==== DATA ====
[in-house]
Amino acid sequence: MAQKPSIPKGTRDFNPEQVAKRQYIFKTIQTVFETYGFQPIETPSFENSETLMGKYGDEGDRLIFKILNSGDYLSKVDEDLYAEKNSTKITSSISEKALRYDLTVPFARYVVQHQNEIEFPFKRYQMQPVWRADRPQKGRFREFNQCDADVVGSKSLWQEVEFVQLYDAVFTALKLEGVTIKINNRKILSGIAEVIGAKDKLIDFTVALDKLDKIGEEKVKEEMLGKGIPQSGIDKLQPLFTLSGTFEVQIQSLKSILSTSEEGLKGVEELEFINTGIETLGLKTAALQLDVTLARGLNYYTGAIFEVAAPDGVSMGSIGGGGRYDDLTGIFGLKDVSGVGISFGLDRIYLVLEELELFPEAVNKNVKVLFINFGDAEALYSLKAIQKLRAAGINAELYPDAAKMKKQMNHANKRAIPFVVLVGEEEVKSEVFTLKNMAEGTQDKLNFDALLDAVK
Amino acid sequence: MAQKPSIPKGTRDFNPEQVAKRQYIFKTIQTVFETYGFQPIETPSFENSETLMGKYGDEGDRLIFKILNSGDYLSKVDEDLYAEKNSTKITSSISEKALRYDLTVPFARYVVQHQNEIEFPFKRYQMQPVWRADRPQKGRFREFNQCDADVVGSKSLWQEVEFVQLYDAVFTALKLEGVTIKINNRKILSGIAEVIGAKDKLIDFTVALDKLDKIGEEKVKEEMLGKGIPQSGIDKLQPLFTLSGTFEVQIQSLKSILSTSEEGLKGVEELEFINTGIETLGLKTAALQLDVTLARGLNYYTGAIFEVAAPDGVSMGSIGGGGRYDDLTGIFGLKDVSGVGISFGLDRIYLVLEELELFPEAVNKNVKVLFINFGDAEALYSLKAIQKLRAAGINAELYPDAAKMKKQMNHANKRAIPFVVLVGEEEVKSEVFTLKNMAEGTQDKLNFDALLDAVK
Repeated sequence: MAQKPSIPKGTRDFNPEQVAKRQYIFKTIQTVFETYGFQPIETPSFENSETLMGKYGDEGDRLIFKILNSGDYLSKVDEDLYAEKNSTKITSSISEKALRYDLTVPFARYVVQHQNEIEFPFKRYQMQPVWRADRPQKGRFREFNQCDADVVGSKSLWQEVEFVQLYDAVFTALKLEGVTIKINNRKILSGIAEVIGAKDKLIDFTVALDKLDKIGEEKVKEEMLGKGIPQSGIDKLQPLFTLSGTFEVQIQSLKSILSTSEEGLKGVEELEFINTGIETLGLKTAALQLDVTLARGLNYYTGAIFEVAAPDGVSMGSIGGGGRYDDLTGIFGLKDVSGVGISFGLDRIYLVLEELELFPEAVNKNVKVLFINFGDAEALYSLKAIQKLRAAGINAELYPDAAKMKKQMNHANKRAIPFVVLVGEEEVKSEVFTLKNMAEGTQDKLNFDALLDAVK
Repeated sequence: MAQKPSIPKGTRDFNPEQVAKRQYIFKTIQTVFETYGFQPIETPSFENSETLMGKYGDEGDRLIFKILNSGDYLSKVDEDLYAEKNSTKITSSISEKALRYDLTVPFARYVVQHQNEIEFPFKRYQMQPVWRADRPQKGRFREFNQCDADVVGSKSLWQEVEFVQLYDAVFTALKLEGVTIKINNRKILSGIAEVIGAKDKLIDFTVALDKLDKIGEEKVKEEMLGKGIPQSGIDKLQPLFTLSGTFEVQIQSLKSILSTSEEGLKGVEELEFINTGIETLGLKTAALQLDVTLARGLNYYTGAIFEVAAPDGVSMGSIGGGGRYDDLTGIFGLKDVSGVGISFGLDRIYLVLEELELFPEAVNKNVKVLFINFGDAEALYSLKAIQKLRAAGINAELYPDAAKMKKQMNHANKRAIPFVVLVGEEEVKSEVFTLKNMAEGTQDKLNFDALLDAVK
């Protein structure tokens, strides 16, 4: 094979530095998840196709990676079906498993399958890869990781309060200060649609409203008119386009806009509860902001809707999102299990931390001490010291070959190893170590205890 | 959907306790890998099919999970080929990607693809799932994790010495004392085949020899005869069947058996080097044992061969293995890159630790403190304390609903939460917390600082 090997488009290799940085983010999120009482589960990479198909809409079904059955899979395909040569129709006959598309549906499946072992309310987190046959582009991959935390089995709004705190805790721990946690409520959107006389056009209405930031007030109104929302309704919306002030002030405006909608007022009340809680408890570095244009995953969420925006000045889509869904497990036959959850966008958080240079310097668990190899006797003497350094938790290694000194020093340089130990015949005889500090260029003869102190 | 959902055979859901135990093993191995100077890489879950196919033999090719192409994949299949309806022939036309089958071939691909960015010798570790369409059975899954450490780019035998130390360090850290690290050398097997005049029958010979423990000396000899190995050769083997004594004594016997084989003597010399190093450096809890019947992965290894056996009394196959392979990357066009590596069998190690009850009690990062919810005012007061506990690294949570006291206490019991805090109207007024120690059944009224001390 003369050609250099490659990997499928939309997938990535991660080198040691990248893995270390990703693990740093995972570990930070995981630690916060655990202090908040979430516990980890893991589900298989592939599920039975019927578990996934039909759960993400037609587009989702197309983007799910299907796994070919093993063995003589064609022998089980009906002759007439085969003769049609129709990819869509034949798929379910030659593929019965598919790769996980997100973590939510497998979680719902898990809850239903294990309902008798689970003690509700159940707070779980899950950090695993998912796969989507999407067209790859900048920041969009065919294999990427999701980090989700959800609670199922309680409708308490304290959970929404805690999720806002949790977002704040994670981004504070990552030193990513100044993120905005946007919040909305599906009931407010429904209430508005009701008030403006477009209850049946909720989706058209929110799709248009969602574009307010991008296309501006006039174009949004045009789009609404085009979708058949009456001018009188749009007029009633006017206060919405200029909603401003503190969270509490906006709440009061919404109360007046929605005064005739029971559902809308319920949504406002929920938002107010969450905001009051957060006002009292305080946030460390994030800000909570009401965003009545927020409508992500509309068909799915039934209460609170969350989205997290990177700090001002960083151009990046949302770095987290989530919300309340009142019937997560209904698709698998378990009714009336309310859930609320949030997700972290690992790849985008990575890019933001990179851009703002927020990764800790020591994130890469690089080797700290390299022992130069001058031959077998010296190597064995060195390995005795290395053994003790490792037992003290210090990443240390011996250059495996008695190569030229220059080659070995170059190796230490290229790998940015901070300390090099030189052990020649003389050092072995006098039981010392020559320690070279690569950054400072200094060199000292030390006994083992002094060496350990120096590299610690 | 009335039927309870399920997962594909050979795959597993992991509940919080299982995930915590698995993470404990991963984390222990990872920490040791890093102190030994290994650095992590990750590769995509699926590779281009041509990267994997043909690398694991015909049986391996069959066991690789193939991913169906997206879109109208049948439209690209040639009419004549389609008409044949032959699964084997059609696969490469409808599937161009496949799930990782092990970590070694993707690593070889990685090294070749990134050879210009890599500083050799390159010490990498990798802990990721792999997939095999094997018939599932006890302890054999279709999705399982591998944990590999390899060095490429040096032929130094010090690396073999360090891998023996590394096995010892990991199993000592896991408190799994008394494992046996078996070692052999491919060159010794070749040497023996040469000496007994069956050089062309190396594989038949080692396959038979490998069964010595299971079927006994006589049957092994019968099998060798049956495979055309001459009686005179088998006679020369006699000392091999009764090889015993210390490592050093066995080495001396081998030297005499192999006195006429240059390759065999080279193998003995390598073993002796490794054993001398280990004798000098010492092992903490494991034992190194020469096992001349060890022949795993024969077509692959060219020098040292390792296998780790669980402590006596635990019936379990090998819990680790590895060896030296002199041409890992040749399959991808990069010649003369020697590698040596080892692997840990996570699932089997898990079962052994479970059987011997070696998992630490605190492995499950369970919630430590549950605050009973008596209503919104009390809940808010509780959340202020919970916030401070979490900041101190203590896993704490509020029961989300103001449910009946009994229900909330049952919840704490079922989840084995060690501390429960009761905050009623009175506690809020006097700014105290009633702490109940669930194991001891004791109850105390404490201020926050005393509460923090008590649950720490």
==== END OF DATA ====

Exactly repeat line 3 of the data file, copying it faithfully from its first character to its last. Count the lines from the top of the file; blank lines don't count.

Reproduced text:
Amino acid sequence: MAQKPSIPKGTRDFNPEQVAKRQYIFKTIQTVFETYGFQPIETPSFENSETLMGKYGDEGDRLIFKILNSGDYLSKVDEDLYAEKNSTKITSSISEKALRYDLTVPFARYVVQHQNEIEFPFKRYQMQPVWRADRPQKGRFREFNQCDADVVGSKSLWQEVEFVQLYDAVFTALKLEGVTIKINNRKILSGIAEVIGAKDKLIDFTVALDKLDKIGEEKVKEEMLGKGIPQSGIDKLQPLFTLSGTFEVQIQSLKSILSTSEEGLKGVEELEFINTGIETLGLKTAALQLDVTLARGLNYYTGAIFEVAAPDGVSMGSIGGGGRYDDLTGIFGLKDVSGVGISFGLDRIYLVLEELELFPEAVNKNVKVLFINFGDAEALYSLKAIQKLRAAGINAELYPDAAKMKKQMNHANKRAIPFVVLVGEEEVKSEVFTLKNMAEGTQDKLNFDALLDAVK